Stamped concrete is one of the most popular and practical systems to enhance concrete surfaces. It is a more affordable option than replacing the whole slab or topping it off with expensive material like tile, stone, or brick. Want to know more? Here are cool facts about stamped concrete:
Concrete Stamping Has Been Around for Decades
It may have just recently become a huge trend but the stamping technique was first used in the 1950s. Construction workers in the West Coast would stamp concrete slabs using steel or wooden stamp mats that look like giant cookie cutters. However, the patterns look more realistic now than it did before.
The Polyurethane Mats are Molded from the Real Thing
Although artisans make the rubber stamp mats, the design was molded from real brick, stone, or paver, whichever pattern it may be. This helps acquire a more realistic pattern, texture, and even shape.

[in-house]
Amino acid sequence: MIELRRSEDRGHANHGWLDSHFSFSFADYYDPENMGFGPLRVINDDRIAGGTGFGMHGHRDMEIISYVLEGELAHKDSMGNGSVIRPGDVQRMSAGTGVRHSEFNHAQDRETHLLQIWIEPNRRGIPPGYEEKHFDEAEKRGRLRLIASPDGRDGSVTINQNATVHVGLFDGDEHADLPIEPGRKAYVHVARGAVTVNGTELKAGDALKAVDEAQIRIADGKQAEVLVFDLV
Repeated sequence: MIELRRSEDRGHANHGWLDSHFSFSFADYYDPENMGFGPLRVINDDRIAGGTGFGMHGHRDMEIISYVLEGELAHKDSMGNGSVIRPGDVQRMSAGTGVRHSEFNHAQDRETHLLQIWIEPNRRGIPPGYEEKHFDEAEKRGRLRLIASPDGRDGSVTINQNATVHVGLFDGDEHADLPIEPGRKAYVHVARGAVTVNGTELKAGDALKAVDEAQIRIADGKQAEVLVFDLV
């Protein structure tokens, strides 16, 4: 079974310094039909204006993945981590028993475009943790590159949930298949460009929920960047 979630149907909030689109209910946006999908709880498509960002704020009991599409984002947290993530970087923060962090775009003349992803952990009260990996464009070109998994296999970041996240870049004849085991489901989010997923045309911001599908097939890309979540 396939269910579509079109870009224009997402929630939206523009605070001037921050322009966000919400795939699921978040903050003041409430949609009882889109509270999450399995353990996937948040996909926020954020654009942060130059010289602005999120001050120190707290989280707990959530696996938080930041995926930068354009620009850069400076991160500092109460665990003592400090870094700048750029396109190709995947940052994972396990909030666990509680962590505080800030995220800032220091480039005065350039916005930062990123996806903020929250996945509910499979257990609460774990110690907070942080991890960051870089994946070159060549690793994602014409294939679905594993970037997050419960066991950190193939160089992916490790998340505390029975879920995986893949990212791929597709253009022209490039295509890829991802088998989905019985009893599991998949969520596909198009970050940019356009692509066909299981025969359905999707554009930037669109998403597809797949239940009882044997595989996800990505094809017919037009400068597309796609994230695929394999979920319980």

There are Stamp Mats for Flat and Sloped Surfaces
The polyurethane mats come in two types: rigid and semi-rigid. Rigid mats are tougher and less flexible mats that are strong enough to carry the weight of an installer as he stomps lightly on the mat to make an imprint more pronounced. Semi-rigid mats are super flexible. These are made this way to make it easy to make imprints on slopes and contours.
Several Mats are Used for Every Project
Once an overlay is applied, the patterns need to be imprinted immediately before the overlay completely dries or hardens. This is why installers use a set of mats with the same pattern. These are laid out one after the other to make the stamping process faster.
Stamp Mats are Different from Texturing Skins
Stamp mats are designed to imprint a pattern, which often involves supposed cuts and gaps between tile, brick, or stone. Texturing skins are designed to create a concrete floor texture, like fracturing slate, on top of the cuts and gaps.
Stamped Concrete Overlays are Easily Removed
Although only a thin layer of overlay is used on a concrete surface, it is thick enough to make the pattern imprint possible. Also, the installer first prepares the old slab to make it ready to receive the overlay. Surface preparation is done to encourage proper adherence. The overlay is durable enough to stay put and withstand many harmful elements, especially in an outdoor setting, like on the patio, pool deck, or driveway.